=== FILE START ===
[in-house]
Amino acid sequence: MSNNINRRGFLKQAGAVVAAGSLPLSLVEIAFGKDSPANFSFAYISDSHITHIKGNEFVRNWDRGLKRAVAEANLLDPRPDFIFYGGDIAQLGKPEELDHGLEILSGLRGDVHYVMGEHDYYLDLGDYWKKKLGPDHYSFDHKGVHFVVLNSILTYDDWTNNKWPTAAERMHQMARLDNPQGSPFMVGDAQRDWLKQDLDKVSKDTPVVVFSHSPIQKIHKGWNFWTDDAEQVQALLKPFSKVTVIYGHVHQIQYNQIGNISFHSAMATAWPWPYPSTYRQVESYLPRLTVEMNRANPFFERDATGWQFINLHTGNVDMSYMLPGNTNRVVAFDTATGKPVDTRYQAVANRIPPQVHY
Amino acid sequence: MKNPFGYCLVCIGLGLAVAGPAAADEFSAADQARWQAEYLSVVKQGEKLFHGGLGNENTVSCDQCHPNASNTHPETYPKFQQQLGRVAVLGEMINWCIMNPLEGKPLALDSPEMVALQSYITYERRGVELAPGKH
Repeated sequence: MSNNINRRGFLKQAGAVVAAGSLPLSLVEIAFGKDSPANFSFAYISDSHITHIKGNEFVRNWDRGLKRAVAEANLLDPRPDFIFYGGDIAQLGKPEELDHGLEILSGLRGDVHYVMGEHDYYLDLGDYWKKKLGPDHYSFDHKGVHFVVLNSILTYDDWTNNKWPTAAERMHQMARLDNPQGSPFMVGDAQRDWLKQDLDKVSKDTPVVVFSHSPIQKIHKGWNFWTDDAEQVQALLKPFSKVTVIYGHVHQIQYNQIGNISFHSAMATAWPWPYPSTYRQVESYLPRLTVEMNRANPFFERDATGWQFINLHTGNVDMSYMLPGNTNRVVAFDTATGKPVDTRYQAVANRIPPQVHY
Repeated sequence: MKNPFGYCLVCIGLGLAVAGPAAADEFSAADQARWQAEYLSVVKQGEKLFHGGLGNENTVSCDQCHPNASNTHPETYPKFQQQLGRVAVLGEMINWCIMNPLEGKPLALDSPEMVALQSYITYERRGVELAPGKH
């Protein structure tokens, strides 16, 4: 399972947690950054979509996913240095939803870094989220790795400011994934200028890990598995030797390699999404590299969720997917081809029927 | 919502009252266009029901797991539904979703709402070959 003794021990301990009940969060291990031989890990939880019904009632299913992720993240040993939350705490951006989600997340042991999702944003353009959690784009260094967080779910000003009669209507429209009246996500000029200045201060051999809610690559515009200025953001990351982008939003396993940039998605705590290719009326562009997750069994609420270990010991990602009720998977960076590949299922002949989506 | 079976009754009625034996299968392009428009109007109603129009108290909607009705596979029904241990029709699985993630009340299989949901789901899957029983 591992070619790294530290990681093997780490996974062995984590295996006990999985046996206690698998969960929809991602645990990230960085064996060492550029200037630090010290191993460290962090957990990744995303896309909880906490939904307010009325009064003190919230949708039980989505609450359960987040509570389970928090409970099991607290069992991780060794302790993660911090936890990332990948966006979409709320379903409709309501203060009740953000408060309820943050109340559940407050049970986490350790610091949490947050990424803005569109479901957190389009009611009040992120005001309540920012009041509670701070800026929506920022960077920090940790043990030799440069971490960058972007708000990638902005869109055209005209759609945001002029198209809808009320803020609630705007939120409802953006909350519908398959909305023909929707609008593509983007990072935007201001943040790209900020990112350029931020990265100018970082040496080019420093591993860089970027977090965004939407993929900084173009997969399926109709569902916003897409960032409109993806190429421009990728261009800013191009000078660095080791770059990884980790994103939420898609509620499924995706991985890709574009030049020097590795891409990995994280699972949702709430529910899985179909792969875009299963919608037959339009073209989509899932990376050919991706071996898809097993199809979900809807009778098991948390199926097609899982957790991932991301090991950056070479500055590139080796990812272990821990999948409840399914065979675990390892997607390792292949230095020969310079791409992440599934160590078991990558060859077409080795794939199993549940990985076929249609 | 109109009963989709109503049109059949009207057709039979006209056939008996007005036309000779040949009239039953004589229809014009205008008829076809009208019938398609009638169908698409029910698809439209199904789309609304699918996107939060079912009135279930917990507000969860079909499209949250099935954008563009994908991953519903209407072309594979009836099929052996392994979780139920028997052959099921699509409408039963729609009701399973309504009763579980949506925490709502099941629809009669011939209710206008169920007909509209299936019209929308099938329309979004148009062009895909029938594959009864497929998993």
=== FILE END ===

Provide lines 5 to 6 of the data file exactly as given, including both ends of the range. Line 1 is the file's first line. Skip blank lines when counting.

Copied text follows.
Repeated sequence: MKNPFGYCLVCIGLGLAVAGPAAADEFSAADQARWQAEYLSVVKQGEKLFHGGLGNENTVSCDQCHPNASNTHPETYPKFQQQLGRVAVLGEMINWCIMNPLEGKPLALDSPEMVALQSYITYERRGVELAPGKH
């Protein structure tokens, strides 16, 4: 399972947690950054979509996913240095939803870094989220790795400011994934200028890990598995030797390699999404590299969720997917081809029927 | 919502009252266009029901797991539904979703709402070959 003794021990301990009940969060291990031989890990939880019904009632299913992720993240040993939350705490951006989600997340042991999702944003353009959690784009260094967080779910000003009669209507429209009246996500000029200045201060051999809610690559515009200025953001990351982008939003396993940039998605705590290719009326562009997750069994609420270990010991990602009720998977960076590949299922002949989506 | 079976009754009625034996299968392009428009109007109603129009108290909607009705596979029904241990029709699985993630009340299989949901789901899957029983 591992070619790294530290990681093997780490996974062995984590295996006990999985046996206690698998969960929809991602645990990230960085064996060492550029200037630090010290191993460290962090957990990744995303896309909880906490939904307010009325009064003190919230949708039980989505609450359960987040509570389970928090409970099991607290069992991780060794302790993660911090936890990332990948966006979409709320379903409709309501203060009740953000408060309820943050109340559940407050049970986490350790610091949490947050990424803005569109479901957190389009009611009040992120005001309540920012009041509670701070800026929506920022960077920090940790043990030799440069971490960058972007708000990638902005869109055209005209759609945001002029198209809808009320803020609630705007939120409802953006909350519908398959909305023909929707609008593509983007990072935007201001943040790209900020990112350029931020990265100018970082040496080019420093591993860089970027977090965004939407993929900084173009997969399926109709569902916003897409960032409109993806190429421009990728261009800013191009000078660095080791770059990884980790994103939420898609509620499924995706991985890709574009030049020097590795891409990995994280699972949702709430529910899985179909792969875009299963919608037959339009073209989509899932990376050919991706071996898809097993199809979900809807009778098991948390199926097609899982957790991932991301090991950056070479500055590139080796990812272990821990999948409840399914065979675990390892997607390792292949230095020969310079791409992440599934160590078991990558060859077409080795794939199993549940990985076929249609 | 109109009963989709109503049109059949009207057709039979006209056939008996007005036309000779040949009239039953004589229809014009205008008829076809009208019938398609009638169908698409029910698809439209199904789309609304699918996107939060079912009135279930917990507000969860079909499209949250099935954008563009994908991953519903209407072309594979009836099929052996392994979780139920028997052959099921699509409408039963729609009701399973309504009763579980949506925490709502099941629809009669011939209710206008169920007909509209299936019209929308099938329309979004148009062009895909029938594959009864497929998993």